Planning and Development ProcessKey steps included the following:
- Considering a range of approaches to problem: The aforementioned workgroups looked at different potential strategies for addressing the problem, such as increasing the number of specialists willing to take referrals from community health centers, hiring specialists to practice at the community health centers, and training primary care providers to treat more severe or chronic disease. They chose the third alternative because it had the greatest chance of increasing capacity at community health centers, and because other programs already existed to recruit specialists willing to serve Medicaid beneficiaries and add specialists to community health centers.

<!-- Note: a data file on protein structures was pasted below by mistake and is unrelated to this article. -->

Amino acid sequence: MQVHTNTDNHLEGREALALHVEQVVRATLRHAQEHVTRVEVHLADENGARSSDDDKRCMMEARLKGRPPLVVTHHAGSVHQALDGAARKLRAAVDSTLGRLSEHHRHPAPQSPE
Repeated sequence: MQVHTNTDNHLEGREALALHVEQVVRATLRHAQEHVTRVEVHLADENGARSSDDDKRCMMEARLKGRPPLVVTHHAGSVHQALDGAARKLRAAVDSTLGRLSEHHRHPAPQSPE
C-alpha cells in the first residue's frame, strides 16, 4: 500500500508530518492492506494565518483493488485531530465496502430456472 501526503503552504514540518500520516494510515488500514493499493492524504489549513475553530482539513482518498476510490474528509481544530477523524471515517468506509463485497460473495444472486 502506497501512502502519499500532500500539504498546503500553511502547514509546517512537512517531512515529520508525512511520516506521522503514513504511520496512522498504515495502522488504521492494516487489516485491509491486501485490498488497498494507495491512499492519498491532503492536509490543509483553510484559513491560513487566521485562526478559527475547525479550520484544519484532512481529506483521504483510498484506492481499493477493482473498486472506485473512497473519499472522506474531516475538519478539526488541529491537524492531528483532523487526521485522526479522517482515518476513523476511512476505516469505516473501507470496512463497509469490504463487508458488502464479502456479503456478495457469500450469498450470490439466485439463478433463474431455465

- Adapting program developed for rural providers: While visiting a colleague in New Mexico, a committee member learned about Project ECHO, developed by Dr. Sanjeev Arora at the Albuquerque-based University of New Mexico. While Dr. Arora's program focused on bringing specialty knowledge to rural providers, the committee member felt that approach could be adapted to an urban setting.
- Training project staff: A technology expert, a leader of a local clinic, and a physician spent 3 days at the New Mexico program learning how it worked and visiting the Federally Qualified Health Centers that participate.
- Choosing topic areas: The partners and involved clinicians chose to begin with resistant hypertension because, at some sites, roughly half of patients have hypertension, and, overall, about one-fourth of referrals to specialists related to hypertension. Hypertension also caused many hospitalizations. The partners and clinicians have chosen a second topic (ADHD in children), with additional topics to be chosen based on clinician input.